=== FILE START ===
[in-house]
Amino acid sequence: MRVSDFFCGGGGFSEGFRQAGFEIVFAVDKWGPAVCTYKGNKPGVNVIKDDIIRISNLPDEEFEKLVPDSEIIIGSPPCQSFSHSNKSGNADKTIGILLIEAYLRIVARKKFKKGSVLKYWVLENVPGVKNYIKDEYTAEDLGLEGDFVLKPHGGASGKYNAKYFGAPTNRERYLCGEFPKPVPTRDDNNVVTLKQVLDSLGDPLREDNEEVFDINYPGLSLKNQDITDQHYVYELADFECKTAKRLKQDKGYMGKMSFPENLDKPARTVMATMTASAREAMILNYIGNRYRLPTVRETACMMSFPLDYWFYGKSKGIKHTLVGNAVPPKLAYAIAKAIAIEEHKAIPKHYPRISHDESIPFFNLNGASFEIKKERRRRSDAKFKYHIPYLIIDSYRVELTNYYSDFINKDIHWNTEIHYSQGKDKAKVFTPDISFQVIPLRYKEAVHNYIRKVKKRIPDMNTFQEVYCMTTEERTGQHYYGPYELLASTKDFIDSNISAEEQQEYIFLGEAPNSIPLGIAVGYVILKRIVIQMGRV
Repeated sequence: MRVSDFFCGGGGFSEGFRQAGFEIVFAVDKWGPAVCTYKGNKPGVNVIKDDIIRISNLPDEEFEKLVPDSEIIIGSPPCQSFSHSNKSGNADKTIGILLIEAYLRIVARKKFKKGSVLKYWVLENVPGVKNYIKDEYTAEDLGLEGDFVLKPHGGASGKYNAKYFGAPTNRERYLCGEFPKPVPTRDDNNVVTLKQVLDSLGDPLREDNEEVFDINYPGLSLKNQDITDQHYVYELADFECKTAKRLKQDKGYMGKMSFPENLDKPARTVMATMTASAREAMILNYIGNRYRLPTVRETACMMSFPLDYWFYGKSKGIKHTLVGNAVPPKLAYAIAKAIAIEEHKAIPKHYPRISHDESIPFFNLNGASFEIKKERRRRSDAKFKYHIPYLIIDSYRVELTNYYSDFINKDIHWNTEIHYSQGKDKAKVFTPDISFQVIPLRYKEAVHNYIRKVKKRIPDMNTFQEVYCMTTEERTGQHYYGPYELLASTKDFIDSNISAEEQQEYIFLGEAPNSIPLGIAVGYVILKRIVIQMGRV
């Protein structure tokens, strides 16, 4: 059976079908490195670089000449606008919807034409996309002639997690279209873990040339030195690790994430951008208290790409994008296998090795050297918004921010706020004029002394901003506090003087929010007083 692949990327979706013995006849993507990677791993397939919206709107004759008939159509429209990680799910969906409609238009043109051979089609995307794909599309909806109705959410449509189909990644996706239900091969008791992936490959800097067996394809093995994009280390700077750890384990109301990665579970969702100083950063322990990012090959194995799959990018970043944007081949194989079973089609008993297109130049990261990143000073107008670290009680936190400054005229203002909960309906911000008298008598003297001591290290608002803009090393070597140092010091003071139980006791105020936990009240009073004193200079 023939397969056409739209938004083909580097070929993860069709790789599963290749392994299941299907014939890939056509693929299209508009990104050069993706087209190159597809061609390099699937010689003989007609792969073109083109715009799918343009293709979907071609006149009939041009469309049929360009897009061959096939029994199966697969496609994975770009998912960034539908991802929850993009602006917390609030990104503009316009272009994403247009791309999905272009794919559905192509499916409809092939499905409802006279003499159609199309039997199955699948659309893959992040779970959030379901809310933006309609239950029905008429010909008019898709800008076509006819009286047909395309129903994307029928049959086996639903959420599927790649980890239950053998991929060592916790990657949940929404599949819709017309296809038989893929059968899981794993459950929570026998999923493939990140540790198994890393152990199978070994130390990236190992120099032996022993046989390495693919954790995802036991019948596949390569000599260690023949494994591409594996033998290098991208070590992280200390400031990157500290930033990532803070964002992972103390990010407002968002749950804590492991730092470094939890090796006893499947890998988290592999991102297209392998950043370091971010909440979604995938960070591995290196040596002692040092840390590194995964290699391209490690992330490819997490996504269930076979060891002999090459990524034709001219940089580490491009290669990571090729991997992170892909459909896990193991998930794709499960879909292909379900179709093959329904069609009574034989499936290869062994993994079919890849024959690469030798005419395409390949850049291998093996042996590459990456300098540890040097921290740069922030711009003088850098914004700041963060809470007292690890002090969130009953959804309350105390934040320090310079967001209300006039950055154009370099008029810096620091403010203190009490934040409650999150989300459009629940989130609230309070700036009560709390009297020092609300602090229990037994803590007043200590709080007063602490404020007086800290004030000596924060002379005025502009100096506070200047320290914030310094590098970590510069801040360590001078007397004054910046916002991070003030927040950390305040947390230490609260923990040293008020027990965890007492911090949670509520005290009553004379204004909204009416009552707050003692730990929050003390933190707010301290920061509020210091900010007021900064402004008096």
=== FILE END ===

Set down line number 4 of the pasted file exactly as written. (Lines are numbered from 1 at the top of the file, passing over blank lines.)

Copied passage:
């Protein structure tokens, strides 16, 4: 059976079908490195670089000449606008919807034409996309002639997690279209873990040339030195690790994430951008208290790409994008296998090795050297918004921010706020004029002394901003506090003087929010007083 692949990327979706013995006849993507990677791993397939919206709107004759008939159509429209990680799910969906409609238009043109051979089609995307794909599309909806109705959410449509189909990644996706239900091969008791992936490959800097067996394809093995994009280390700077750890384990109301990665579970969702100083950063322990990012090959194995799959990018970043944007081949194989079973089609008993297109130049990261990143000073107008670290009680936190400054005229203002909960309906911000008298008598003297001591290290608002803009090393070597140092010091003071139980006791105020936990009240009073004193200079 023939397969056409739209938004083909580097070929993860069709790789599963290749392994299941299907014939890939056509693929299209508009990104050069993706087209190159597809061609390099699937010689003989007609792969073109083109715009799918343009293709979907071609006149009939041009469309049929360009897009061959096939029994199966697969496609994975770009998912960034539908991802929850993009602006917390609030990104503009316009272009994403247009791309999905272009794919559905192509499916409809092939499905409802006279003499159609199309039997199955699948659309893959992040779970959030379901809310933006309609239950029905008429010909008019898709800008076509006819009286047909395309129903994307029928049959086996639903959420599927790649980890239950053998991929060592916790990657949940929404599949819709017309296809038989893929059968899981794993459950929570026998999923493939990140540790198994890393152990199978070994130390990236190992120099032996022993046989390495693919954790995802036991019948596949390569000599260690023949494994591409594996033998290098991208070590992280200390400031990157500290930033990532803070964002992972103390990010407002968002749950804590492991730092470094939890090796006893499947890998988290592999991102297209392998950043370091971010909440979604995938960070591995290196040596002692040092840390590194995964290699391209490690992330490819997490996504269930076979060891002999090459990524034709001219940089580490491009290669990571090729991997992170892909459909896990193991998930794709499960879909292909379900179709093959329904069609009574034989499936290869062994993994079919890849024959690469030798005419395409390949850049291998093996042996590459990456300098540890040097921290740069922030711009003088850098914004700041963060809470007292690890002090969130009953959804309350105390934040320090310079967001209300006039950055154009370099008029810096620091403010203190009490934040409650999150989300459009629940989130609230309070700036009560709390009297020092609300602090229990037994803590007043200590709080007063602490404020007086800290004030000596924060002379005025502009100096506070200047320290914030310094590098970590510069801040360590001078007397004054910046916002991070003030927040950390305040947390230490609260923990040293008020027990965890007492911090949670509520005290009553004379204004909204009416009552707050003692730990929050003390933190707010301290920061509020210091900010007021900064402004008096």